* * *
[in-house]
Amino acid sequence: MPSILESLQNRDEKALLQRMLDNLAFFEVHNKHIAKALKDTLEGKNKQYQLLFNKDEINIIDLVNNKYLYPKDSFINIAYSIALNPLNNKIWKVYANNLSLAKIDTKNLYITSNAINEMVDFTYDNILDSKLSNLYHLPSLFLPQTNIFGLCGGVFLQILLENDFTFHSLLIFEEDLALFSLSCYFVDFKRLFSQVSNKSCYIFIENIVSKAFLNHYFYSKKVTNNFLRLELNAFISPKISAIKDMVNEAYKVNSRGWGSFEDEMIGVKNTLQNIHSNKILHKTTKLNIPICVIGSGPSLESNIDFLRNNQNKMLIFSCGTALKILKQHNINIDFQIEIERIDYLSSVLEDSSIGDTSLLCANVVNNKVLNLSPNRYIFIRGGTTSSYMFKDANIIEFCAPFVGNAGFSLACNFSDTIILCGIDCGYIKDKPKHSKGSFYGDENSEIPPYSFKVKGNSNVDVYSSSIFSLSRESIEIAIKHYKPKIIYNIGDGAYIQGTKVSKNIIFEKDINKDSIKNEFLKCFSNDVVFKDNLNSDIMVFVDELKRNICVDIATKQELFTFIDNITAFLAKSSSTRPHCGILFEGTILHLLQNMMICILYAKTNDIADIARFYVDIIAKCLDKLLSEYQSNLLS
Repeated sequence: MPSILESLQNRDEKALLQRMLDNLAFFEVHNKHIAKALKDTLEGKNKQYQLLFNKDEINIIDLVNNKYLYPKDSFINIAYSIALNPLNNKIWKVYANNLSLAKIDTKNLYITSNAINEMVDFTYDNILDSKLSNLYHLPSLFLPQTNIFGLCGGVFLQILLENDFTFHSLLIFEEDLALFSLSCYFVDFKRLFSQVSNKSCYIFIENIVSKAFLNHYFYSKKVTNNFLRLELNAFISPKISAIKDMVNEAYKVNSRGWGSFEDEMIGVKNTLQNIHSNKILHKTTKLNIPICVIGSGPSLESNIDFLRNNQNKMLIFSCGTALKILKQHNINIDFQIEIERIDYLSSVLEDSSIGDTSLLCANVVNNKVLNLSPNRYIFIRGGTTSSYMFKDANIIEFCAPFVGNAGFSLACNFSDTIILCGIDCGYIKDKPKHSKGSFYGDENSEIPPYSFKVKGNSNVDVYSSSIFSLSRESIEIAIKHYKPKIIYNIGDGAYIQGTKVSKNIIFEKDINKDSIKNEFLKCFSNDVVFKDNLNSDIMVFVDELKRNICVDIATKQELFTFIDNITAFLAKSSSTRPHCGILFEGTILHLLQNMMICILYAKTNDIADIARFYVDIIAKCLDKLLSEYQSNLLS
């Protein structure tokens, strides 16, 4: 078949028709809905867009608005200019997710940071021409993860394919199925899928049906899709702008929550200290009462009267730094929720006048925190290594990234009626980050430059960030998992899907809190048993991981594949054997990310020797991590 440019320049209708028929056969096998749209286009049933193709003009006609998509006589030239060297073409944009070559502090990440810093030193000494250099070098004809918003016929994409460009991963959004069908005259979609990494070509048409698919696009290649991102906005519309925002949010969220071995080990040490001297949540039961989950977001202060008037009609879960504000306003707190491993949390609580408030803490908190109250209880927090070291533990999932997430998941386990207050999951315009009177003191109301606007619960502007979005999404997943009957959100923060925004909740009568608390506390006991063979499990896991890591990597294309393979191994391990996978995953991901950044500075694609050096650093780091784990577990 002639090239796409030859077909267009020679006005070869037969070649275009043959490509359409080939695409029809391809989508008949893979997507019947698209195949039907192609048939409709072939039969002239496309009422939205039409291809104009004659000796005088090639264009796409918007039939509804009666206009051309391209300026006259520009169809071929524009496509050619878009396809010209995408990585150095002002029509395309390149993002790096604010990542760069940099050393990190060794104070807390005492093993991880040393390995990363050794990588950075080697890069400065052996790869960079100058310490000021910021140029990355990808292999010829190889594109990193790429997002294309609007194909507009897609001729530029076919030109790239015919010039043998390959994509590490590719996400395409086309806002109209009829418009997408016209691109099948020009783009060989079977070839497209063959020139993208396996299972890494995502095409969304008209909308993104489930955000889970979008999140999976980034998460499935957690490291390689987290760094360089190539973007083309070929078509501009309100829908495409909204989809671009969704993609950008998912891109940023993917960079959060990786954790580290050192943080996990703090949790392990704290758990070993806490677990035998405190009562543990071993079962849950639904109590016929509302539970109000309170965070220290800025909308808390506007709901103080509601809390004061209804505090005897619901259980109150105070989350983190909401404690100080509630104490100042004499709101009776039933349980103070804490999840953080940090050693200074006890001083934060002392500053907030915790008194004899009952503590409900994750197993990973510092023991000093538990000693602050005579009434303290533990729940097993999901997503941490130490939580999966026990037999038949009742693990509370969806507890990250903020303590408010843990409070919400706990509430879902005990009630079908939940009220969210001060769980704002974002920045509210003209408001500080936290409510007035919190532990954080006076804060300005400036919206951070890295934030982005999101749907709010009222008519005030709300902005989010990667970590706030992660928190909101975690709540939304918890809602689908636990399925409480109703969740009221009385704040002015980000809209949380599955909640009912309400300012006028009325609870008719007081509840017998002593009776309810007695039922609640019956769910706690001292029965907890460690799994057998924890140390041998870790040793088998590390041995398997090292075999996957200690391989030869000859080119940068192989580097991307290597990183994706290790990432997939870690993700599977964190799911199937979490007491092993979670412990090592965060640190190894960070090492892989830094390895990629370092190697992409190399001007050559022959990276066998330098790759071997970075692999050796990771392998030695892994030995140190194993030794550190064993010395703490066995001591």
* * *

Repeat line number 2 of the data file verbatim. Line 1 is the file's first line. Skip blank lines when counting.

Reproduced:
Amino acid sequence: MPSILESLQNRDEKALLQRMLDNLAFFEVHNKHIAKALKDTLEGKNKQYQLLFNKDEINIIDLVNNKYLYPKDSFINIAYSIALNPLNNKIWKVYANNLSLAKIDTKNLYITSNAINEMVDFTYDNILDSKLSNLYHLPSLFLPQTNIFGLCGGVFLQILLENDFTFHSLLIFEEDLALFSLSCYFVDFKRLFSQVSNKSCYIFIENIVSKAFLNHYFYSKKVTNNFLRLELNAFISPKISAIKDMVNEAYKVNSRGWGSFEDEMIGVKNTLQNIHSNKILHKTTKLNIPICVIGSGPSLESNIDFLRNNQNKMLIFSCGTALKILKQHNINIDFQIEIERIDYLSSVLEDSSIGDTSLLCANVVNNKVLNLSPNRYIFIRGGTTSSYMFKDANIIEFCAPFVGNAGFSLACNFSDTIILCGIDCGYIKDKPKHSKGSFYGDENSEIPPYSFKVKGNSNVDVYSSSIFSLSRESIEIAIKHYKPKIIYNIGDGAYIQGTKVSKNIIFEKDINKDSIKNEFLKCFSNDVVFKDNLNSDIMVFVDELKRNICVDIATKQELFTFIDNITAFLAKSSSTRPHCGILFEGTILHLLQNMMICILYAKTNDIADIARFYVDIIAKCLDKLLSEYQSNLLS